|Model||Identifier||Part no.||Power||Supply no.||Cooling|
|1.6 GHz single Mid 2003||PowerMac7,2||M9020LL||420W||661-2903||air cooled|
|1.8 GHz single Mid 2003||PowerMac7,2||M9031LL||430W||661-2903||air cooled|
|2.0 GHz dual Mid 2003||PowerMac7,2||M9032LL||604W||661-2904||air cooled|
|1.8 GHz dual Late 2003||PowerMac7,2||M9393LL||604W||661-2904||air cooled|
|1.8 GHz dual Mid 2004||PowerMac7,3||M9454LL||604W||661-2904||air cooled|
|2.0 GHz dual Mid 2004||PowerMac7,3||M9455LL||604W||661-2904||air cooled|
|2.5 GHz dual Mid 2004||PowerMac7,3||M9457LL||604W||661-2904||liquid cooled|
|1.8 GHz single Late 2004||PowerMac9,1||M9955LL||552W||661-2903||air cooled|
|2.0 GHz dual Early 2005||PowerMac7,2||M9747xx||450W||661-2903||air cooled|
|2.3 GHz dual Early 2005||PowerMac7,3||M9748xx||450W||661-2903||air cooled|
|2.7 GHz dual Early 2005||PowerMac7,3||M9749xx||600W||661-2904||liquid cooled|
|2.0 GHz dual-core Late 2005||PowerMac11,2||M9590LL||450W||661-3737||air cooled|
|2.3 GHz dual-core Late 2005||PowerMac11,2||M9591LL||450W||661-3737||air cooled|
|2.5 GHz Quad Late 2005||PowerMac11,2||M9592LL||550W||661-3738||liquid cooled|
In short, there are only four different power supplies. The 450W 661-2903 is used in all single-processor models and in the Early 2005 dual processor machines except for the 2.7 GHz one, which answers my question.
The 600W 661-2904 is used in dual processor 2003 and 2004 models and the 2.7 GHz dual from Early 2005.
The dual-core Power Mac G5 Dual models both use 661-3737, and the Power Mac G5 Quad with two dual-core CPUs needs the 661-3738.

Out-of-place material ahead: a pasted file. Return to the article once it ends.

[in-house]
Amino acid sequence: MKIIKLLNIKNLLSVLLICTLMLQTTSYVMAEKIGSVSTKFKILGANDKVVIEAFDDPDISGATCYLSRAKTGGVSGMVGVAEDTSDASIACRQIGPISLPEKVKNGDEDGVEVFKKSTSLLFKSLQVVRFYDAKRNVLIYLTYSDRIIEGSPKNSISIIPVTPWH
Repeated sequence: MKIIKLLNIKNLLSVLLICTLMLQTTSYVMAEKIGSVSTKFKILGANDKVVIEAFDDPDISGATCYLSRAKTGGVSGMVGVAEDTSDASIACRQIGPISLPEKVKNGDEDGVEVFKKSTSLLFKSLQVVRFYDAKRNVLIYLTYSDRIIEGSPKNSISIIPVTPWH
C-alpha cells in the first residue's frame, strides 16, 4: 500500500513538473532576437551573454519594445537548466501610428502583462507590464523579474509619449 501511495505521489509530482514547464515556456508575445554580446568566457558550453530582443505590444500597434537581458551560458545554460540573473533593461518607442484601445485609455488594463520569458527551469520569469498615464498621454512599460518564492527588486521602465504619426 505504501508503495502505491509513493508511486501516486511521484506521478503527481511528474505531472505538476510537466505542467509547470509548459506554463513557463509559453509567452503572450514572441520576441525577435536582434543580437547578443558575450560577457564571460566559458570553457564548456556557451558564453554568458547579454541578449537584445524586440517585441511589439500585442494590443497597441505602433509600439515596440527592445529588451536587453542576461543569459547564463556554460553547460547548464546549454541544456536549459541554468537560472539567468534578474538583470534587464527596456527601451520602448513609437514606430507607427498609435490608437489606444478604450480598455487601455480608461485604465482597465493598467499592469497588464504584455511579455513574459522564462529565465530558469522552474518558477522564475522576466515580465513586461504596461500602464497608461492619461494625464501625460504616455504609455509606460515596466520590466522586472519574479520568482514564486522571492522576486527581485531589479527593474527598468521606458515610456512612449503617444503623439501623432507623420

So there you have it, all the Power Mac G5 power supplies in one handy table. We’ve also updated our Power Mac G5 profiles with this information.
Keywords: #powermacg5 #powermacg5powersupply #g5powersupply
Short link: http://goo.gl/qosZna
You didnt say if you got your psu fixed or not.
We’ve decided to replace it because more than just the caps could be damaged. I found a use 1.8 GHz Late 2004 for a song, Andrew Delisle swapped its power supply into my 2.3 GHz dual last night, and I’ve now got a spare SuperDrive, and extra SATA drive, and some additional RAM. (The donor was the low-end version with PCI slots and only 4 RAM sockets.)
Quality electrolytic capacitors should have a service life of around 10-20 years before they go out of spec. That is, the capacitance changes by more than the tolerance listed for the part, not that the part actually leaks or fails. These macs are barely 10 years old and in most cases shouldn’t need recapping. I suspect the problem is either Apple is cheating by using cheap Chinese junk components or they are running above the rated temperature to get the slimmest possible design, or maybe both. If you get your PSU recapped by a professional technician, make sure he isn’t replacing junk with junk. Pay the extra money and use high-quality European or Japanese parts, such as Panasonic or Nichicon.
Concensus seems to be that pretty much the entire industry was using Chinese junk capacitors. A shame, given Apple’s reputation and premium price.